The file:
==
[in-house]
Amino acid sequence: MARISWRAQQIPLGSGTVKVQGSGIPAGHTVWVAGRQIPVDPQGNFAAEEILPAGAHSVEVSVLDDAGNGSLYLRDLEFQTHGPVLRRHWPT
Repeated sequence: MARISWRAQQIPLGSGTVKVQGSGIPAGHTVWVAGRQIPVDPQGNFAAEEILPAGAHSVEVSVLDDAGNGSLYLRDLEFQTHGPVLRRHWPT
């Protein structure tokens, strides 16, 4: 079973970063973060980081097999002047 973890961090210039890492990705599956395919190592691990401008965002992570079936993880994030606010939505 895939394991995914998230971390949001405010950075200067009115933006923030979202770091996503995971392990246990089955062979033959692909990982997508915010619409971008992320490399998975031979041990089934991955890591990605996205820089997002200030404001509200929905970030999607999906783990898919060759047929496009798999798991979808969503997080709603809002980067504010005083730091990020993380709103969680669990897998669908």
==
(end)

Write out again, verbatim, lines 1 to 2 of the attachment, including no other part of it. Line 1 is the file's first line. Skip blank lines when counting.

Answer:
[in-house]
Amino acid sequence: MARISWRAQQIPLGSGTVKVQGSGIPAGHTVWVAGRQIPVDPQGNFAAEEILPAGAHSVEVSVLDDAGNGSLYLRDLEFQTHGPVLRRHWPT